Translation in Africa
Multilingualism is an inherent feature of the Sub Saharan Africa, making professional translation as old as spoken communication itself in this region of the world. The course of translation in Africa is divided into three main eras which are the pre colonial, the colonial and the post colonial eras.
History of translation services in pre colonial Africa is a mixture of various theories put forward by different scholars. While some scholars believe that writing tradition in pre colonial Africa only began with the arrival of Arabs and Europeans. Opponents of this theory argue that a system of writings with pictorial signs did exist in the pre colonial Africa. They point out to the advanced literate cultures of the Nile Valley, which consisted of Nubian, Egyptian, Meroe, Ethiopian and Kush civilizations.
Mveng notes that such pictographic writings did exist in the pre colonial Ghana among the Akan, Ashanti, Adinkra and Baoule, in Cameroon among the Bamileke and the Bamoun, and in Zaire among the Baluba and the Bakubas. Further the Amharic languages and the hieroglyphics are also believed to have existed before the arrival of foreigners in the pre colonial Africa. This also means that written scientific and literary texts existed in the pre colonial Africa and that translators did translate documents in various different languages.
The role of oral interpreters is of paramount importance in the ancient history of Africa. Rulers, elders and members of secret society in traditional Africa spoke arcane languages. They required interpreting services for communicating with the common people. Interpreters were also required for translation during religious ceremonies and while making public speeches.
Most scholars as well as European missionaries and explorers of the period, agree that there were well recognized professional linguists for many villages and ethnic groups. These professional linguists were also considered official spokesperson who recorded and narrated the history and culture of their people. Besides being the spokesperson for villages or ethnic groups, the great kings of ancient African kingdoms also had such professional linguists in their courts. Such as the professional linguists in the courts of great kings of Mali, Zimbabwean and Ghanian kingdoms.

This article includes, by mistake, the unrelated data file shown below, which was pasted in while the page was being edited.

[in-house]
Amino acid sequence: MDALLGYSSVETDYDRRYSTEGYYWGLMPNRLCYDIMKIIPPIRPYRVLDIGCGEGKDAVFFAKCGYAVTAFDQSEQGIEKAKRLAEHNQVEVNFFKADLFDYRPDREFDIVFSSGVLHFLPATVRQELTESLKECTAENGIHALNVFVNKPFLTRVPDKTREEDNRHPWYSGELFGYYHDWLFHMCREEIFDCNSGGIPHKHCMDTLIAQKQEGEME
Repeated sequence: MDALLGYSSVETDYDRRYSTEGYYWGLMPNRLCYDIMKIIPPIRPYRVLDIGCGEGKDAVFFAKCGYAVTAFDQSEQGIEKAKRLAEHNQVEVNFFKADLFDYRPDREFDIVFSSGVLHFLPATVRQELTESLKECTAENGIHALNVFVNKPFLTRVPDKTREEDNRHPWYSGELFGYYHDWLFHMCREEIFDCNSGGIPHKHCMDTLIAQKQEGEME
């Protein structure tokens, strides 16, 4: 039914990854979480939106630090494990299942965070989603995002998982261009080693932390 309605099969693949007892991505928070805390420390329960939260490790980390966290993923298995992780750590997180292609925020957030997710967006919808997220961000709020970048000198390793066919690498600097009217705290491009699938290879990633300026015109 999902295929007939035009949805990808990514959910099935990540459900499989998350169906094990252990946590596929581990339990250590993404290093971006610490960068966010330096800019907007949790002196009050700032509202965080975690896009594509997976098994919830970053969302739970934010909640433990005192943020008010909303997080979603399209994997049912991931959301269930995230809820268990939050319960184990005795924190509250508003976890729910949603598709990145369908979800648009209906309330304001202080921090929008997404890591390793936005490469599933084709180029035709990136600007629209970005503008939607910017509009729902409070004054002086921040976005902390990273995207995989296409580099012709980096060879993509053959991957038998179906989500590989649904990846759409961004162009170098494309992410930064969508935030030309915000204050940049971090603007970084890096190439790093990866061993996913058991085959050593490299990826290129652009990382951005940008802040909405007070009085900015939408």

The African nations of the pre colonial Africa were highly organized and consisted of various hierarchies. This led to these professional interpreters earning great respect for themselves, due to their very important role as mediators between the ruling classes and the common people.
It is also a well acknowledged fact that professional linguists in the French speaking Africa, better known as Griots, translated poetry and kept alive the African epic tradition. The Griots were considered as professional historians, storytellers, praise singers, poets and/or musicians in the West Africa.
Due to the highly tonal attribute of African languages many pre colonial African societies also used drums for communication. This drum language simulated the tone and rhythm of actual speech and represented spoken words. The messages produced using the drum language would be translated for the common people to understand.
With numerous ethnic communities, professional translation has always played an important role for communication in this part of the world. The role of eminent oral traditional historians such as Vansina, Bascom, Finnegan and Okpewho, is of vital importance in uncovering the history of professional translation in pre colonial Africa.
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